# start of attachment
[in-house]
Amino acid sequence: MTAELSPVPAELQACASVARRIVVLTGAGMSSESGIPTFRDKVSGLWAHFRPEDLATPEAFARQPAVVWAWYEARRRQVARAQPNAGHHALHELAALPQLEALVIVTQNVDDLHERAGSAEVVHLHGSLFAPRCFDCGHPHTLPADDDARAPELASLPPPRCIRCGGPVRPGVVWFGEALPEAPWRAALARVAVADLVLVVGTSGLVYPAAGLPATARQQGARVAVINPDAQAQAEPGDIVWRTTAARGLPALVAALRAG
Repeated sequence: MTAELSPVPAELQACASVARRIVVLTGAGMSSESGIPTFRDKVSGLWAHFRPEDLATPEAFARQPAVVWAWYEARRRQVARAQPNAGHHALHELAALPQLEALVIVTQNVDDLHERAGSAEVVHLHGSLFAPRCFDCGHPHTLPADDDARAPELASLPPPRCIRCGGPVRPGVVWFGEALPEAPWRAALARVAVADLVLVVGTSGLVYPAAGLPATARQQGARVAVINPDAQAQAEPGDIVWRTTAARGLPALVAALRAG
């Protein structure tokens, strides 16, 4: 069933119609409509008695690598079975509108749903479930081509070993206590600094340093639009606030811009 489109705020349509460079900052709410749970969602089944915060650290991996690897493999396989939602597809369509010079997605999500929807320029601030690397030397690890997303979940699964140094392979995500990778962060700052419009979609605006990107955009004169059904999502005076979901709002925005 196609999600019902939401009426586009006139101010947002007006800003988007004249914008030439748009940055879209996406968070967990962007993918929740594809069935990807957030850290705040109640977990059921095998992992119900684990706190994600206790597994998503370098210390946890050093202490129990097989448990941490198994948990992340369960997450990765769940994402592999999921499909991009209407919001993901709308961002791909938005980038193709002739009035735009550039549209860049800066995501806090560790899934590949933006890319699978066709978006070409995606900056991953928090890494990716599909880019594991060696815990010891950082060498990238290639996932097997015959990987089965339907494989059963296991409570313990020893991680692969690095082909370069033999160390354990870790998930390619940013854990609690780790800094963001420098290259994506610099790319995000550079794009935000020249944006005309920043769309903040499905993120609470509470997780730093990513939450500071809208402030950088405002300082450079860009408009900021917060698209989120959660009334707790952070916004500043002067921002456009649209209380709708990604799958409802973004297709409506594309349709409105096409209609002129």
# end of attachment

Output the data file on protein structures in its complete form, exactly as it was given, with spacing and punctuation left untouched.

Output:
[in-house]
Amino acid sequence: MTAELSPVPAELQACASVARRIVVLTGAGMSSESGIPTFRDKVSGLWAHFRPEDLATPEAFARQPAVVWAWYEARRRQVARAQPNAGHHALHELAALPQLEALVIVTQNVDDLHERAGSAEVVHLHGSLFAPRCFDCGHPHTLPADDDARAPELASLPPPRCIRCGGPVRPGVVWFGEALPEAPWRAALARVAVADLVLVVGTSGLVYPAAGLPATARQQGARVAVINPDAQAQAEPGDIVWRTTAARGLPALVAALRAG
Repeated sequence: MTAELSPVPAELQACASVARRIVVLTGAGMSSESGIPTFRDKVSGLWAHFRPEDLATPEAFARQPAVVWAWYEARRRQVARAQPNAGHHALHELAALPQLEALVIVTQNVDDLHERAGSAEVVHLHGSLFAPRCFDCGHPHTLPADDDARAPELASLPPPRCIRCGGPVRPGVVWFGEALPEAPWRAALARVAVADLVLVVGTSGLVYPAAGLPATARQQGARVAVINPDAQAQAEPGDIVWRTTAARGLPALVAALRAG
């Protein structure tokens, strides 16, 4: 069933119609409509008695690598079975509108749903479930081509070993206590600094340093639009606030811009 489109705020349509460079900052709410749970969602089944915060650290991996690897493999396989939602597809369509010079997605999500929807320029601030690397030397690890997303979940699964140094392979995500990778962060700052419009979609605006990107955009004169059904999502005076979901709002925005 196609999600019902939401009426586009006139101010947002007006800003988007004249914008030439748009940055879209996406968070967990962007993918929740594809069935990807957030850290705040109640977990059921095998992992119900684990706190994600206790597994998503370098210390946890050093202490129990097989448990941490198994948990992340369960997450990765769940994402592999999921499909991009209407919001993901709308961002791909938005980038193709002739009035735009550039549209860049800066995501806090560790899934590949933006890319699978066709978006070409995606900056991953928090890494990716599909880019594991060696815990010891950082060498990238290639996932097997015959990987089965339907494989059963296991409570313990020893991680692969690095082909370069033999160390354990870790998930390619940013854990609690780790800094963001420098290259994506610099790319995000550079794009935000020249944006005309920043769309903040499905993120609470509470997780730093990513939450500071809208402030950088405002300082450079860009408009900021917060698209989120959660009334707790952070916004500043002067921002456009649209209380709708990604799958409802973004297709409506594309349709409105096409209609002129």